Q&A: Paul Godfrey, the CEO who’s presiding over the Postmedia newspaper chain’s rapid decline
Paul Godfrey has earned millions while gutting newsrooms and closing papers across Canada. He says he’s trying to save journalism. It’s not working
You’ve taken flak for cutting thousands of jobs across the Postmedia newspaper empire, including some 800 full-time positions in 2016 alone, while taking home an annual salary of roughly $1.7 million. Is that criticism fair?
No. The board knew my track record and asking price. Plus, there are not many people in Canada who can run a newspaper chain. Look around. The Star can’t find a publisher or president. The job is hard and full of heartache.
Last fall, as many of your employees were being denied cost-of-living wage increases, you accepted a $900,000 retention bonus. How did you explain that series of events to them?
No one asked. If they had, I’d have told them that we did a global search for investors and only one company, Chatham Asset Management, stepped forward. They handed over $100 million but first wanted assurances that key employees, me included, would stay. Did I feel awkward about the bonus? Yes. But how would staff feel if we shut down and there were no severance deals at all?
The optics were not ideal.
I agree. The optics weren’t pretty. When I walk past my staff now, they probably whisper, “There’s that evil guy.” But they don’t understand the full picture.
It’s called a retention bonus. Would you have quit if not for it?
Not necessarily. I don’t know.
When Postmedia bought Sun Media, you promised the Competition Bureau that you wouldn’t combine newsrooms. Then you did just that. Were you lying?
Not at all. We expected advertising to stop its free fall. It hasn’t.
You’re in the middle of another round of job cuts. At what point are you diminishing the print product so much that you’re hastening its decline?
It hasn’t happened yet. Are our papers as good as they used to be? No, but they haven’t become unacceptable.
Given the rise of fake news, don’t you agree the press is more important than ever?
Absolutely, but if we hire more staff, we’ll be out of business in three months. Advertising, which has fallen off a cliff, constitutes 80 per cent of our revenue, and we can only hike the price of the paper so much.
You’ve extended your contract to 2020. How did you convince the board that you, at 78, are the one to lead the company into its digital future?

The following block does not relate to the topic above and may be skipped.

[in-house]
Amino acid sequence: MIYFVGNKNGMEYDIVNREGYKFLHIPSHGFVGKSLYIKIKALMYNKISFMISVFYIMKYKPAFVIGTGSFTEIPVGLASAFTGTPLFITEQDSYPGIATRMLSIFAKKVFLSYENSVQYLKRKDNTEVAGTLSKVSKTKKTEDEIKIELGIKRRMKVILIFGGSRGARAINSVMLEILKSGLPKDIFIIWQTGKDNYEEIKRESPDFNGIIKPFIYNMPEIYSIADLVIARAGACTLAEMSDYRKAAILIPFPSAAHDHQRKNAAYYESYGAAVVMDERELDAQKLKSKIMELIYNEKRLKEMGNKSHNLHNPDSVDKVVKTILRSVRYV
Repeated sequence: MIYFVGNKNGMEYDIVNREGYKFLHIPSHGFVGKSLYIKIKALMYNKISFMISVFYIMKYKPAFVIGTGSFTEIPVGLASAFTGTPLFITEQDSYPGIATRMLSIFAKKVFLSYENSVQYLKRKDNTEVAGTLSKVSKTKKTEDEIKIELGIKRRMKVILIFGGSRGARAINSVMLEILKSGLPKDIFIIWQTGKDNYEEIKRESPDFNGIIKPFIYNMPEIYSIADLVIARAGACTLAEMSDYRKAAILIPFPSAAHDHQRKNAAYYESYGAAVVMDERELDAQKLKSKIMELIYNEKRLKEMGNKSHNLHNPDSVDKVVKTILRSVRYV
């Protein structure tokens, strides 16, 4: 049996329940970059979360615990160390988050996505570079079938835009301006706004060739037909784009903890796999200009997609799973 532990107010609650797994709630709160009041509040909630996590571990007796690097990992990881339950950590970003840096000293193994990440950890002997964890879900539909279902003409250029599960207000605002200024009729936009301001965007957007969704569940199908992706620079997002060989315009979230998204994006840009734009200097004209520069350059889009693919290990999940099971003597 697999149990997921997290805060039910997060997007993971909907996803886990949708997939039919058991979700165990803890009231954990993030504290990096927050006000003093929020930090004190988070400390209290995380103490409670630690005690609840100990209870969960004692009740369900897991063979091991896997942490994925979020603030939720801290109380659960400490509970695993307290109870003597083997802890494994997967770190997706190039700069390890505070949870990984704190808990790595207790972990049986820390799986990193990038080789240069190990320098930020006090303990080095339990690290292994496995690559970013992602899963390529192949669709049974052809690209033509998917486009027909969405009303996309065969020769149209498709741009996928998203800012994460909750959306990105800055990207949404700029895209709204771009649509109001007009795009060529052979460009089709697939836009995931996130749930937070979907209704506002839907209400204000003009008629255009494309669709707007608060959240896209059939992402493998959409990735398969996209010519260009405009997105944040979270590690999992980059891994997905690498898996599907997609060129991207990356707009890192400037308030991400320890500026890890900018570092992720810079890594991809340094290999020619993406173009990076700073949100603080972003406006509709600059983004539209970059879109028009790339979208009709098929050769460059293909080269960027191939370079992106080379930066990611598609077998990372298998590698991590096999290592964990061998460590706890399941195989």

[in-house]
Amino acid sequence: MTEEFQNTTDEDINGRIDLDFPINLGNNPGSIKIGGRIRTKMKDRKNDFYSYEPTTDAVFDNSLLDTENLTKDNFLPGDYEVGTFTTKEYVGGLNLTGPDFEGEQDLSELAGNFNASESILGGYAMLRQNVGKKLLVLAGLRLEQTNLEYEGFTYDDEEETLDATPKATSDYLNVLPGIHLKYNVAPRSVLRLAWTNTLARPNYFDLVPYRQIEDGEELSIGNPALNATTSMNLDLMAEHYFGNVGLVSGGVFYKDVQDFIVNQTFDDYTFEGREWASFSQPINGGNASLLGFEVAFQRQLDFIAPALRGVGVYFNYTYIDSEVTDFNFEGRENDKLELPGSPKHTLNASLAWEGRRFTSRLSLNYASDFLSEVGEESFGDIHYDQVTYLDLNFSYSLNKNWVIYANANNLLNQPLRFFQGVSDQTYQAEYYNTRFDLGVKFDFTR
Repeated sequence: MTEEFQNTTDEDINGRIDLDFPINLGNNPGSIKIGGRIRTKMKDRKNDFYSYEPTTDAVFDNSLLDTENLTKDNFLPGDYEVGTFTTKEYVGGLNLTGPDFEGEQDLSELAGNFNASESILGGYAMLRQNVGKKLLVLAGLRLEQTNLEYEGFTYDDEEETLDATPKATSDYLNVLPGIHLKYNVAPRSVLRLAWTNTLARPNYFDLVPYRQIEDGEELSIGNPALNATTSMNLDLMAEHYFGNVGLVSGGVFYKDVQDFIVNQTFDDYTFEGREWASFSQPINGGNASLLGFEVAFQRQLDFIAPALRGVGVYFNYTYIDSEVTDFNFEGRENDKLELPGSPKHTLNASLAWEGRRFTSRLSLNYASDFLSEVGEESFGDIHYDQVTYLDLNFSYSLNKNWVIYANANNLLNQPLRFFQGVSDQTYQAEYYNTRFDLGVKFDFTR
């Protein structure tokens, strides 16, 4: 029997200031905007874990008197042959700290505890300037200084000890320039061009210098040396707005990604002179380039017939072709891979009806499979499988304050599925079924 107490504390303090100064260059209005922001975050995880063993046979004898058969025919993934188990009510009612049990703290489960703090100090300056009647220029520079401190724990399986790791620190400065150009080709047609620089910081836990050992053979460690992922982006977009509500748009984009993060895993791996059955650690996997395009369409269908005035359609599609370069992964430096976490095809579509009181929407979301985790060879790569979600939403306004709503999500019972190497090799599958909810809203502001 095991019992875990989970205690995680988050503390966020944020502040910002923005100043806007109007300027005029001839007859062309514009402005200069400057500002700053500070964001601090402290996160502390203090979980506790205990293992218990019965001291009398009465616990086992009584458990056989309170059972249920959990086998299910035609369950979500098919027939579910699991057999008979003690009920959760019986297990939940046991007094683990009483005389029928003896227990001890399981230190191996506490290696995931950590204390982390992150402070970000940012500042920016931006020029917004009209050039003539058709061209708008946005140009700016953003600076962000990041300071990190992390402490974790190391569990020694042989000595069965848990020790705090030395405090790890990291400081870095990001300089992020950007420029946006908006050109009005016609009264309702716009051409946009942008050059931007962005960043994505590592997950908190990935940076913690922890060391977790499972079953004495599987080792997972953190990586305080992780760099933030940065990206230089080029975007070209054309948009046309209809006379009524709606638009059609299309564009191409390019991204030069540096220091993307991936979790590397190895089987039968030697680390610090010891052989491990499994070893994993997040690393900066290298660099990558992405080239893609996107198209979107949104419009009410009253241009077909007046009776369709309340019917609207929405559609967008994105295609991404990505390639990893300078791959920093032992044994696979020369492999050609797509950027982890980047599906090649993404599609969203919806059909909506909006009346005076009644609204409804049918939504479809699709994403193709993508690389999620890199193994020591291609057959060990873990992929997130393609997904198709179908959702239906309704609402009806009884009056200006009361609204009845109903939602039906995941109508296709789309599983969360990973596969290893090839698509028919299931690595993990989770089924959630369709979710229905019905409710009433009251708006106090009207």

I’m not a digital guy, but I surround myself with smart people and learn by osmosis.
Let’s assess your progress: Mac or PC?
No, but my sons forward tweets about me. Some of them are very ugly.
iPhone 7 Plus. I need the big screen.
Latest Netflix binge?
House of Cards. Mostly I watch Jays games, the news, and movies with my grandkids. We saw Sing recently. I loved watching their faces as much as I did the movie.
You’ve appealed to the federal Liberals for financial help. As a long-standing Conservative, was it difficult, ideologically, to ask for a subsidy?
I’m asking for the same breaks they give the film industry.
I don’t mean to throw stones, but why should taxpayers prop up a product in which they’ve already demonstrated limited interest?
You could say that about the opera, ballet and symphony.
You forced your papers to endorse Harper during the election, which can’t have endeared you to Trudeau.
No, but he respects alternative opinions.
Your election edict sparked a nasty spat with Star chair John Honderich. Care to add anything to that dialogue?
No, I just want to know who peed in his Corn Flakes.
I’ll take that to mean you two haven’t made up?
I never see him. Look, it was the Star that called Postmedia a cancer. I don’t know why Honderich is so angry; I wish him nothing but good health.
You’ve said you don’t want your last job to be a failure. What would that look like?
Going out of business. I’ve had a good run, but I want one more extra-base hit, even if it comes in the bottom of the ninth with two out and two strikes.
This interview has been edited for clarity and length.